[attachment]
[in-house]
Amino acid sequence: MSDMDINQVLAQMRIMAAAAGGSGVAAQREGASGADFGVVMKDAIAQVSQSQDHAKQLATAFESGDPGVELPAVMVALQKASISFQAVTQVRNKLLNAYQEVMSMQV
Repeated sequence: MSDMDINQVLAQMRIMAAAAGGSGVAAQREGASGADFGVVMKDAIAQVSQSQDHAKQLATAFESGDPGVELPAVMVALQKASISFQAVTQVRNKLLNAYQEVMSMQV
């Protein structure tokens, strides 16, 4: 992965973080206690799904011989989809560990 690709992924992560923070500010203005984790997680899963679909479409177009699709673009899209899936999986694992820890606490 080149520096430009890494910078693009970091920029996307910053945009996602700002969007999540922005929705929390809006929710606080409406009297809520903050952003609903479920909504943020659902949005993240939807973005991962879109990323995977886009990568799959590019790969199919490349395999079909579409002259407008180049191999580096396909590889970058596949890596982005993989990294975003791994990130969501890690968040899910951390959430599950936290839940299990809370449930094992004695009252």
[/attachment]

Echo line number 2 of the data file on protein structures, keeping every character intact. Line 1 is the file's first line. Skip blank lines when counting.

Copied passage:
Amino acid sequence: MSDMDINQVLAQMRIMAAAAGGSGVAAQREGASGADFGVVMKDAIAQVSQSQDHAKQLATAFESGDPGVELPAVMVALQKASISFQAVTQVRNKLLNAYQEVMSMQV